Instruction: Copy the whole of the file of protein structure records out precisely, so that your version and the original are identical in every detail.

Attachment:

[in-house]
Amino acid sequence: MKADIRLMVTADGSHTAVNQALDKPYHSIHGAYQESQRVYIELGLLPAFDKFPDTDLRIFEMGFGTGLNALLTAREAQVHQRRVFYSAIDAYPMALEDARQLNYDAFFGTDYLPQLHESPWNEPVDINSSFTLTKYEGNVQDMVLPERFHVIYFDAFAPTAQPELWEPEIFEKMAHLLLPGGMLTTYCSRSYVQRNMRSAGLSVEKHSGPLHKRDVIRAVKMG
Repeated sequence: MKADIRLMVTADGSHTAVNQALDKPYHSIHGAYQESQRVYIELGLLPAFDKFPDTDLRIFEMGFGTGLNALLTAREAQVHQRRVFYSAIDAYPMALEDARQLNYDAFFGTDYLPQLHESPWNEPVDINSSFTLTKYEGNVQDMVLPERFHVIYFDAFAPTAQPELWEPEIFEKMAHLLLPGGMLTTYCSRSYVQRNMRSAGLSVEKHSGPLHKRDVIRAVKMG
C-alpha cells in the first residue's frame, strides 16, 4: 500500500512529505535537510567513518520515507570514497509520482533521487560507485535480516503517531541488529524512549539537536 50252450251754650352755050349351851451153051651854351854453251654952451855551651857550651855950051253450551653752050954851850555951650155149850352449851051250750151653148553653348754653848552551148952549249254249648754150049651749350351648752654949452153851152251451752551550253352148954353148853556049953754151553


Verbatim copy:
[in-house]
Amino acid sequence: MKADIRLMVTADGSHTAVNQALDKPYHSIHGAYQESQRVYIELGLLPAFDKFPDTDLRIFEMGFGTGLNALLTAREAQVHQRRVFYSAIDAYPMALEDARQLNYDAFFGTDYLPQLHESPWNEPVDINSSFTLTKYEGNVQDMVLPERFHVIYFDAFAPTAQPELWEPEIFEKMAHLLLPGGMLTTYCSRSYVQRNMRSAGLSVEKHSGPLHKRDVIRAVKMG
Repeated sequence: MKADIRLMVTADGSHTAVNQALDKPYHSIHGAYQESQRVYIELGLLPAFDKFPDTDLRIFEMGFGTGLNALLTAREAQVHQRRVFYSAIDAYPMALEDARQLNYDAFFGTDYLPQLHESPWNEPVDINSSFTLTKYEGNVQDMVLPERFHVIYFDAFAPTAQPELWEPEIFEKMAHLLLPGGMLTTYCSRSYVQRNMRSAGLSVEKHSGPLHKRDVIRAVKMG
C-alpha cells in the first residue's frame, strides 16, 4: 500500500512529505535537510567513518520515507570514497509520482533521487560507485535480516503517531541488529524512549539537536 50252450251754650352755050349351851451153051651854351854453251654952451855551651857550651855950051253450551653752050954851850555951650155149850352449851051250750151653148553653348754653848552551148952549249254249648754150049651749350351648752654949452153851152251451752551550253352148954353148853556049953754151553